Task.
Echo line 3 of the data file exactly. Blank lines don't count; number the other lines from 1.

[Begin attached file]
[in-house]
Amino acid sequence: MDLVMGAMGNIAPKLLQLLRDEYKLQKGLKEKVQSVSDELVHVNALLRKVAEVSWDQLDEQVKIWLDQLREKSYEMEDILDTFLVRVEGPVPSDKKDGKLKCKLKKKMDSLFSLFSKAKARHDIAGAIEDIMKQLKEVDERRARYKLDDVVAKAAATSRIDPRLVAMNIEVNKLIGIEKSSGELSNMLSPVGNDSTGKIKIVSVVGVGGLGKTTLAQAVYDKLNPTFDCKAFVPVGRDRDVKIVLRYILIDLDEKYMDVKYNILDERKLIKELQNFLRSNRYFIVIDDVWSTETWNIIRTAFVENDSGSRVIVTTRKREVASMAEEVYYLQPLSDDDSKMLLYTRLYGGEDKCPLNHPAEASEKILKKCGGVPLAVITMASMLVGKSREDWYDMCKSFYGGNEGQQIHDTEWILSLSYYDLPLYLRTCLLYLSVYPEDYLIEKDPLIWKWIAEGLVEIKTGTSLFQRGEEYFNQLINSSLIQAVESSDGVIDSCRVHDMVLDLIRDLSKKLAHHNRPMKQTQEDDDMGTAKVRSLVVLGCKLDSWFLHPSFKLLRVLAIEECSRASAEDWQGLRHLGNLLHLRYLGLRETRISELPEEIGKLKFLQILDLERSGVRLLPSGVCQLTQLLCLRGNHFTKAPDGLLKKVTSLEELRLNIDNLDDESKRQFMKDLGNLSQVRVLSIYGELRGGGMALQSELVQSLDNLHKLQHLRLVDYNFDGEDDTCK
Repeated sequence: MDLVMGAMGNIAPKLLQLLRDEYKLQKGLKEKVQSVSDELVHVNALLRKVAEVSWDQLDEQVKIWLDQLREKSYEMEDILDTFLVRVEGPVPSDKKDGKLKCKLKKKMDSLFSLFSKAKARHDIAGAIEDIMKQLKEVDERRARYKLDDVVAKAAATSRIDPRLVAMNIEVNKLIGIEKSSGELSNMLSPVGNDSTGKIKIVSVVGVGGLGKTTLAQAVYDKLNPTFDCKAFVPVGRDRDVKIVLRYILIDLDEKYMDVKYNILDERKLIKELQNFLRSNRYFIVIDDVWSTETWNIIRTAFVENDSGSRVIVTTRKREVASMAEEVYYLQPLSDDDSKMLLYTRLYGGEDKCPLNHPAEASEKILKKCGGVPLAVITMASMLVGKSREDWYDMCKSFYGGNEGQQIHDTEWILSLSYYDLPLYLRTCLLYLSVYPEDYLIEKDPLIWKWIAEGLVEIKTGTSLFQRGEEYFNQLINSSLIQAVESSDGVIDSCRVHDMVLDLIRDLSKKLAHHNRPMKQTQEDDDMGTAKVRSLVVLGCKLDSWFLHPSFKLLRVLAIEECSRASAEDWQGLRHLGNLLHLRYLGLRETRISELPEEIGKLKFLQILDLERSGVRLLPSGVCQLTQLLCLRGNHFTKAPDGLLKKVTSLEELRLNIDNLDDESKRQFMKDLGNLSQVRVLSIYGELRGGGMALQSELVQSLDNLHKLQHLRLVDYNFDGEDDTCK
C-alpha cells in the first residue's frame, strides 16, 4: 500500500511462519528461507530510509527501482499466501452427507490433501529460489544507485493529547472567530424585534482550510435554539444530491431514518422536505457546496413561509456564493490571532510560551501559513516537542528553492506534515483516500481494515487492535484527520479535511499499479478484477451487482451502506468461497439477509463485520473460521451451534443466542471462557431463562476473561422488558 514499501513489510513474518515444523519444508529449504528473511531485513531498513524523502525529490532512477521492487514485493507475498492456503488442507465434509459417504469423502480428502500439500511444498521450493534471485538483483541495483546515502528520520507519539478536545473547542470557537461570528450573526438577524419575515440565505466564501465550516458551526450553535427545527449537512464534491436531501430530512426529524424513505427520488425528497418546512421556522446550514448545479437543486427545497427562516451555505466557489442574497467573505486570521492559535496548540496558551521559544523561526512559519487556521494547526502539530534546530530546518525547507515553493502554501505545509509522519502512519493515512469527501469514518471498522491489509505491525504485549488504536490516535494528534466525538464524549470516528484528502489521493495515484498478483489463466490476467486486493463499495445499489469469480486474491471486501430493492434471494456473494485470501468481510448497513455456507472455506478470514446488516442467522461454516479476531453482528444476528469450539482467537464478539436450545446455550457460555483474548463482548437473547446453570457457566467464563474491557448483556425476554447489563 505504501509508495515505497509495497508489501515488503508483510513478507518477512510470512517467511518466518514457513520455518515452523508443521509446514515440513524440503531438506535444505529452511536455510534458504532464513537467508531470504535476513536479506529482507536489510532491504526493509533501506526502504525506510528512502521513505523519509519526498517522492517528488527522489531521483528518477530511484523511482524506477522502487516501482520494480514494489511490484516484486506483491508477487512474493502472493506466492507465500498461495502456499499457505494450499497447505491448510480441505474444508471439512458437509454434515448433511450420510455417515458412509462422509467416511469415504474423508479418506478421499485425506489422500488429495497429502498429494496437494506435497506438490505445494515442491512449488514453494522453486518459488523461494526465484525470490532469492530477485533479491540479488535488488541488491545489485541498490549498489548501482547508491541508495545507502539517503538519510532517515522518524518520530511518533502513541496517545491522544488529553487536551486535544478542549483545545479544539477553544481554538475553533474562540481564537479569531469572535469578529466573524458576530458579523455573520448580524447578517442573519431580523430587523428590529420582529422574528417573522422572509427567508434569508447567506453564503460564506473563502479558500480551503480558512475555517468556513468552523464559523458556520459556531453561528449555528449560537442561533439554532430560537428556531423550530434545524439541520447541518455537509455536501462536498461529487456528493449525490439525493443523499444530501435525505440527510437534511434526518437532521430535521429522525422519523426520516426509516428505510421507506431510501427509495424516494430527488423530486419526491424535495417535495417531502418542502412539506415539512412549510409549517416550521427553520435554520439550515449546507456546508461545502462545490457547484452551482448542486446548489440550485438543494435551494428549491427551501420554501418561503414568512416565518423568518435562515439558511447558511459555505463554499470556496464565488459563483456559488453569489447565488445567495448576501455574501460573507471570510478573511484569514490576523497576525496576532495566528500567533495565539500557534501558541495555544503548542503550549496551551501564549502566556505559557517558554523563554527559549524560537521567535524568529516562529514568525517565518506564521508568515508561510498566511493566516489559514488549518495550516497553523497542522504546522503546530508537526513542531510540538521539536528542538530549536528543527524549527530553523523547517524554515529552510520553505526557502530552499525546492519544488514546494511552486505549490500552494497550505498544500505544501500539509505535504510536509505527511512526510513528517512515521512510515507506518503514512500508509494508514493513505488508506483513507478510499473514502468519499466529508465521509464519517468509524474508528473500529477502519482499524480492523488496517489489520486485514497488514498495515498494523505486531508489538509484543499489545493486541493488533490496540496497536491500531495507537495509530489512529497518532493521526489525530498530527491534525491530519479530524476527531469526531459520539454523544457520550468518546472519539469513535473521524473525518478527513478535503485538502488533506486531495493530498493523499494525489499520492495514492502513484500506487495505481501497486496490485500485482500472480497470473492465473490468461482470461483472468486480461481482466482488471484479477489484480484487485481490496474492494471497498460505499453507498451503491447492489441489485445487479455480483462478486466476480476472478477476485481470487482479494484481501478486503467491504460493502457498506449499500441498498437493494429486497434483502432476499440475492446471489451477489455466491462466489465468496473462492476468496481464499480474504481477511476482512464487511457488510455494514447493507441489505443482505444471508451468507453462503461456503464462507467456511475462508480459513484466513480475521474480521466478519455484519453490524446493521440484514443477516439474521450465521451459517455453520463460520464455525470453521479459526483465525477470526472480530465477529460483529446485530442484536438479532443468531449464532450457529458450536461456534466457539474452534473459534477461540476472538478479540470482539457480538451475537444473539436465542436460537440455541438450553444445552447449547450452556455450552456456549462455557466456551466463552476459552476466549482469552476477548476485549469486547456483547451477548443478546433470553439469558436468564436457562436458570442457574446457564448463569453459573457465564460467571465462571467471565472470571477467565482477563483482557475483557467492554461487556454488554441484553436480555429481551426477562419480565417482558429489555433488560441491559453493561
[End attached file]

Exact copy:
Repeated sequence: MDLVMGAMGNIAPKLLQLLRDEYKLQKGLKEKVQSVSDELVHVNALLRKVAEVSWDQLDEQVKIWLDQLREKSYEMEDILDTFLVRVEGPVPSDKKDGKLKCKLKKKMDSLFSLFSKAKARHDIAGAIEDIMKQLKEVDERRARYKLDDVVAKAAATSRIDPRLVAMNIEVNKLIGIEKSSGELSNMLSPVGNDSTGKIKIVSVVGVGGLGKTTLAQAVYDKLNPTFDCKAFVPVGRDRDVKIVLRYILIDLDEKYMDVKYNILDERKLIKELQNFLRSNRYFIVIDDVWSTETWNIIRTAFVENDSGSRVIVTTRKREVASMAEEVYYLQPLSDDDSKMLLYTRLYGGEDKCPLNHPAEASEKILKKCGGVPLAVITMASMLVGKSREDWYDMCKSFYGGNEGQQIHDTEWILSLSYYDLPLYLRTCLLYLSVYPEDYLIEKDPLIWKWIAEGLVEIKTGTSLFQRGEEYFNQLINSSLIQAVESSDGVIDSCRVHDMVLDLIRDLSKKLAHHNRPMKQTQEDDDMGTAKVRSLVVLGCKLDSWFLHPSFKLLRVLAIEECSRASAEDWQGLRHLGNLLHLRYLGLRETRISELPEEIGKLKFLQILDLERSGVRLLPSGVCQLTQLLCLRGNHFTKAPDGLLKKVTSLEELRLNIDNLDDESKRQFMKDLGNLSQVRVLSIYGELRGGGMALQSELVQSLDNLHKLQHLRLVDYNFDGEDDTCK